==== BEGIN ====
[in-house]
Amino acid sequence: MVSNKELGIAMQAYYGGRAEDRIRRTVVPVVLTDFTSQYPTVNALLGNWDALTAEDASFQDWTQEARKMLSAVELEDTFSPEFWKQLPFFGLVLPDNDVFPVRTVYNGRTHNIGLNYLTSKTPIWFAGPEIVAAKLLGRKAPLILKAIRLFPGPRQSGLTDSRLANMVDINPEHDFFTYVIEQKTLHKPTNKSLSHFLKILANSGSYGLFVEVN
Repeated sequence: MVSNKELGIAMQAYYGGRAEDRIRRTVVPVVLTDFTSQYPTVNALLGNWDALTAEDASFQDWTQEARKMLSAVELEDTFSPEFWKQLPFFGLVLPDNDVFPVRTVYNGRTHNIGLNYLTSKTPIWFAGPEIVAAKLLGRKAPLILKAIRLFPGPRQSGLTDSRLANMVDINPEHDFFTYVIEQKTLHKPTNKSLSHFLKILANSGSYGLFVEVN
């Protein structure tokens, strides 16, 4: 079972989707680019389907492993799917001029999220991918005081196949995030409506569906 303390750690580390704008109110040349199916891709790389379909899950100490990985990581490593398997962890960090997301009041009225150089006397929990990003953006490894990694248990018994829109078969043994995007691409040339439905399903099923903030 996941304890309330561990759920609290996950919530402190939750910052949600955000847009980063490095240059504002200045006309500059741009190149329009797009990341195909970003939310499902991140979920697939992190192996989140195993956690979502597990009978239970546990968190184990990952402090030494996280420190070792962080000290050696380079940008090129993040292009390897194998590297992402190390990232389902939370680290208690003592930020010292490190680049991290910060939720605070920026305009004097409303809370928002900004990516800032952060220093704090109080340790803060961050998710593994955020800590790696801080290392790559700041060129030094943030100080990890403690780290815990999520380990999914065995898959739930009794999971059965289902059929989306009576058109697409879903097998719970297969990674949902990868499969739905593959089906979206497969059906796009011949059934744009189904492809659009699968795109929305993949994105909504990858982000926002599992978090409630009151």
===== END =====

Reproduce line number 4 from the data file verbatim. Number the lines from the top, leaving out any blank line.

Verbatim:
């Protein structure tokens, strides 16, 4: 079972989707680019389907492993799917001029999220991918005081196949995030409506569906 303390750690580390704008109110040349199916891709790389379909899950100490990985990581490593398997962890960090997301009041009225150089006397929990990003953006490894990694248990018994829109078969043994995007691409040339439905399903099923903030 996941304890309330561990759920609290996950919530402190939750910052949600955000847009980063490095240059504002200045006309500059741009190149329009797009990341195909970003939310499902991140979920697939992190192996989140195993956690979502597990009978239970546990968190184990990952402090030494996280420190070792962080000290050696380079940008090129993040292009390897194998590297992402190390990232389902939370680290208690003592930020010292490190680049991290910060939720605070920026305009004097409303809370928002900004990516800032952060220093704090109080340790803060961050998710593994955020800590790696801080290392790559700041060129030094943030100080990890403690780290815990999520380990999914065995898959739930009794999971059965289902059929989306009576058109697409879903097998719970297969990674949902990868499969739905593959089906979206497969059906796009011949059934744009189904492809659009699968795109929305993949994105909504990858982000926002599992978090409630009151």